Bitdefender, a Romanian cybersecurity technology firm, announced on Monday that attempts are being made to attack Windows devices with a unique ransomware family known as Khonsari, as well as a remote access Trojan known as Orcus, by leveraging the recently discovered serious Log4j vulnerability.
The attack takes advantage of the remote code execution (RCE) flaw to install an extra payload, a.NET binary, from a secluded server, which encrypts all data with the extension “.khonsari” and shows a ransom note urging victims to pay a Bitcoin ransom in return for regaining access to the data.
The RCE flaw tracked as CVE-2021-44228, is also called “Log4Shell” or “Logjam” and affects versions 2.0-beta9 through 2.14.1 of the software library. In layman’s terms, the bug could pressure an affected system to install malicious software, giving hackers a digital foothold on corporate network servers.
The Apache Software Foundation maintains Log4j, an open-source Java library. The utility has had over 475,000 installations from its GitHub repository and is extensively used for app event logging. It is also a component of other frameworks, such as Elasticsearch, Kafka, and Flink, which are used in several major web services.
The disclaimer comes from the United States Cybersecurity and Infrastructure Security Agency (CISA) issued an alert warning of active, widespread exploitation of the vulnerability, which, if left unresolved, could grant unrestricted access as well as unleash a new wave of cyberattacks, as companies scramble to find and patch susceptible machines.
“An adversary can exploit this vulnerability by submitting a specially crafted request to a vulnerable system that causes that system to execute arbitrary code,” the agency said in guidance issued Monday. “The request allows the adversary to take full control over the system. The adversary can then steal information, launch ransomware, or conduct other malicious activity.”
In addition, CISA has listed the Log4j flaw to its Known Exploited Vulnerabilities Catalog, giving government agencies until December 24 to implement remedies for the bug. Similar warnings have already been published by government organizations in Austria, Canada, New Zealand, and the United Kingdom.
So far, active abuse attempts in the public have targeted exploiting the bug to hook the machines into a botnet and deliver additional payloads like Cobalt Strike and bitcoin miners. Sophos, a cybersecurity firm, reported seeing efforts to steal Amazon Web Services (AWS) keys and other confidential data from infected servers.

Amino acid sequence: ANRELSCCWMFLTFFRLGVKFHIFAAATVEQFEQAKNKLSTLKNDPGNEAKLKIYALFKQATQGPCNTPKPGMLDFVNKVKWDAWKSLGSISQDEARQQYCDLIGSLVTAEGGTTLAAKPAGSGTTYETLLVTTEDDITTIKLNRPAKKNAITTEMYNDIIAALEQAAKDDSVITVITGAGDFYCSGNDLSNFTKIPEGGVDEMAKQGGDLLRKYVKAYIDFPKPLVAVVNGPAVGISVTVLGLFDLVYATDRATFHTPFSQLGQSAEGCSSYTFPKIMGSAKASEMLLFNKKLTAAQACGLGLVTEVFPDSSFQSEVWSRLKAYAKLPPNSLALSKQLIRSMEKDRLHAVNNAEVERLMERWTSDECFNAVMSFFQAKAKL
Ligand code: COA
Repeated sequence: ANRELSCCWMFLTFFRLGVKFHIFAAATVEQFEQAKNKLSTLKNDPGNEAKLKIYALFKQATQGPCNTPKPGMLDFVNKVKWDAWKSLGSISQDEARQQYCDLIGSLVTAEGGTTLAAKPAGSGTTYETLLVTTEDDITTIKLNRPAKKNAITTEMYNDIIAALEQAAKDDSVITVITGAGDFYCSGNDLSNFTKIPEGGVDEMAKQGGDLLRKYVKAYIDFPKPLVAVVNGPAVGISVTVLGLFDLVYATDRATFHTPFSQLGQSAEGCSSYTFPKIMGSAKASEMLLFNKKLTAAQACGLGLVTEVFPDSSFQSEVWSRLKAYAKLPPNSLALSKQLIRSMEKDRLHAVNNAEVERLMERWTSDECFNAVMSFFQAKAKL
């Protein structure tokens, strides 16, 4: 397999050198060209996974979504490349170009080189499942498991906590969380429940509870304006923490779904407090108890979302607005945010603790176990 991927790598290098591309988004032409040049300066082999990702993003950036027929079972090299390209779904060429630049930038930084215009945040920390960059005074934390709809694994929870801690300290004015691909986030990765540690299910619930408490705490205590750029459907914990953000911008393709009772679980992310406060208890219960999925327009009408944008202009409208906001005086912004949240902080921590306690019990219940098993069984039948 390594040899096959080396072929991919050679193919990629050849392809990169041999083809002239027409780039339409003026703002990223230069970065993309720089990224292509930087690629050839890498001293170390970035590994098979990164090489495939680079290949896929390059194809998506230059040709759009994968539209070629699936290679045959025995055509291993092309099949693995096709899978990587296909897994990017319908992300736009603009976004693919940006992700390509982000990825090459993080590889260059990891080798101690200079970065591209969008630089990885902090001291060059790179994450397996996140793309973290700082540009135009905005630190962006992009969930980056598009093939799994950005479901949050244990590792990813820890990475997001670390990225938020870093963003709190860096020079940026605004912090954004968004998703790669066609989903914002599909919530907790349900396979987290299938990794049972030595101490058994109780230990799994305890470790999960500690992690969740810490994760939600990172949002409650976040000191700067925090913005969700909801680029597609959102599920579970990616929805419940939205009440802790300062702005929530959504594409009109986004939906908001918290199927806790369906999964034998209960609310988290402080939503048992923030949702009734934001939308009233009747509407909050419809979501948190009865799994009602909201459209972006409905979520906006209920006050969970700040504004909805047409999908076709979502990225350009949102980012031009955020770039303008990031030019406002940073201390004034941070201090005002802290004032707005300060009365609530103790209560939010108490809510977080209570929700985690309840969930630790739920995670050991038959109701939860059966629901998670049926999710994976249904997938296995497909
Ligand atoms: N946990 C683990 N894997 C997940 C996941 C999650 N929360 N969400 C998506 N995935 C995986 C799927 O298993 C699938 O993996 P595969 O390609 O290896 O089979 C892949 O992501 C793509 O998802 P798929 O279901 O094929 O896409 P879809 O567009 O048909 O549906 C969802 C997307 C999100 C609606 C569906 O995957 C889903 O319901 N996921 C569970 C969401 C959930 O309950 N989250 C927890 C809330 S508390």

Check Point analysts warned of 60 new variants of the original Log4j vulnerability being published in less than 24 hours, indicating that the threat is fast developing, adding that it prevented more than 1,272,000 intrusion attempts, with 46 percent of the assaults conducted by known criminal groups. Log4Shell was labeled a “real cyber epidemic” by an Israeli security firm.
According to Kaspersky telemetry data, the great majority of Log4Shell exploitation attempts (4,275) originated in Russia, followed by Brazil (2,493), the United States (1,746), Germany (1,336), Mexico (1,177), Italy (1,094), France (1,008), and Iran (976). China, on the other hand, made just 351 tries.
Despite the exploit’s evolving nature, the tool’s widespread use in a variety of industries has put industrial control systems as well as operational technology settings that power vital infrastructure on constant alert.
“Log4j is used heavily in external/internet-facing and internal applications which manage and control industrial processes leaving many industrial operations like electric power, water, food and beverage, manufacturing, and others exposed to potential remote exploitation and access,” said Sergio Caltagirone, vice president of threat intelligence at Dragos. “It’s important to prioritize external and internet-facing applications over internal applications due to their internet exposure, although both are vulnerable.”
The development underscores how severe security flaws discovered in open-source software can pose a substantial danger to enterprises that rely on such off-the-shelf dependencies in their IT systems. Aside from its extensive reach, Log4Shell is particularly troubling due to its relative simplicity of exploitation, laying the groundwork for future ransomware assaults.
“To be clear, this vulnerability poses a severe risk,” CISA Director Jen Easterly said. “This vulnerability, which is being widely exploited by a growing set of threat actors, presents an urgent challenge to network defenders given its broad use. Vendors should also be communicating with their customers to ensure end-users know that their product contains this vulnerability and should prioritize software updates.”